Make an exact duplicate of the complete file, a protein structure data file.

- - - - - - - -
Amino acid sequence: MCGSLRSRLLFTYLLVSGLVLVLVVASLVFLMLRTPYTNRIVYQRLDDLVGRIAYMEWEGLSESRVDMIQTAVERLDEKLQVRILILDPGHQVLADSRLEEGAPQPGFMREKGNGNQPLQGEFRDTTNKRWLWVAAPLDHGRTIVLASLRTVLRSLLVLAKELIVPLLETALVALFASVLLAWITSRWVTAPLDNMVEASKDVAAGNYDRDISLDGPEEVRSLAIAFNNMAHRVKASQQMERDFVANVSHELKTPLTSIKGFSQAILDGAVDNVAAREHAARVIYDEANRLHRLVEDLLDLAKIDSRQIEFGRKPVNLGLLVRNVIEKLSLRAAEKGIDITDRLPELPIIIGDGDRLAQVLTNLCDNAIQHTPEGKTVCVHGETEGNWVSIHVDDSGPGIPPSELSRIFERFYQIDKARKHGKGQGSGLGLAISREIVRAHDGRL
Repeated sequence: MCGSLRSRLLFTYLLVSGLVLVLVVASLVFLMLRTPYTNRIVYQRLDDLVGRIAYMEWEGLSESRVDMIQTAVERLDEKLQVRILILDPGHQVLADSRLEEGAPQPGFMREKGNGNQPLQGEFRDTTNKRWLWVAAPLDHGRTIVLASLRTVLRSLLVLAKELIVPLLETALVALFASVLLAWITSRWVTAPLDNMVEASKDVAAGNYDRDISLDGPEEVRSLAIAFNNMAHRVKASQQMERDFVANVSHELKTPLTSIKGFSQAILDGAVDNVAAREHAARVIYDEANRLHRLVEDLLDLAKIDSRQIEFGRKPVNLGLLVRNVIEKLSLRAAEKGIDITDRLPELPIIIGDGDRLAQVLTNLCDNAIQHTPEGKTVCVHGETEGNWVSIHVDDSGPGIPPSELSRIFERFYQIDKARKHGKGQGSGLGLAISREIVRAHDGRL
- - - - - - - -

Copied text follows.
Amino acid sequence: MCGSLRSRLLFTYLLVSGLVLVLVVASLVFLMLRTPYTNRIVYQRLDDLVGRIAYMEWEGLSESRVDMIQTAVERLDEKLQVRILILDPGHQVLADSRLEEGAPQPGFMREKGNGNQPLQGEFRDTTNKRWLWVAAPLDHGRTIVLASLRTVLRSLLVLAKELIVPLLETALVALFASVLLAWITSRWVTAPLDNMVEASKDVAAGNYDRDISLDGPEEVRSLAIAFNNMAHRVKASQQMERDFVANVSHELKTPLTSIKGFSQAILDGAVDNVAAREHAARVIYDEANRLHRLVEDLLDLAKIDSRQIEFGRKPVNLGLLVRNVIEKLSLRAAEKGIDITDRLPELPIIIGDGDRLAQVLTNLCDNAIQHTPEGKTVCVHGETEGNWVSIHVDDSGPGIPPSELSRIFERFYQIDKARKHGKGQGSGLGLAISREIVRAHDGRL
Repeated sequence: MCGSLRSRLLFTYLLVSGLVLVLVVASLVFLMLRTPYTNRIVYQRLDDLVGRIAYMEWEGLSESRVDMIQTAVERLDEKLQVRILILDPGHQVLADSRLEEGAPQPGFMREKGNGNQPLQGEFRDTTNKRWLWVAAPLDHGRTIVLASLRTVLRSLLVLAKELIVPLLETALVALFASVLLAWITSRWVTAPLDNMVEASKDVAAGNYDRDISLDGPEEVRSLAIAFNNMAHRVKASQQMERDFVANVSHELKTPLTSIKGFSQAILDGAVDNVAAREHAARVIYDEANRLHRLVEDLLDLAKIDSRQIEFGRKPVNLGLLVRNVIEKLSLRAAEKGIDITDRLPELPIIIGDGDRLAQVLTNLCDNAIQHTPEGKTVCVHGETEGNWVSIHVDDSGPGIPPSELSRIFERFYQIDKARKHGKGQGSGLGLAISREIVRAHDGRL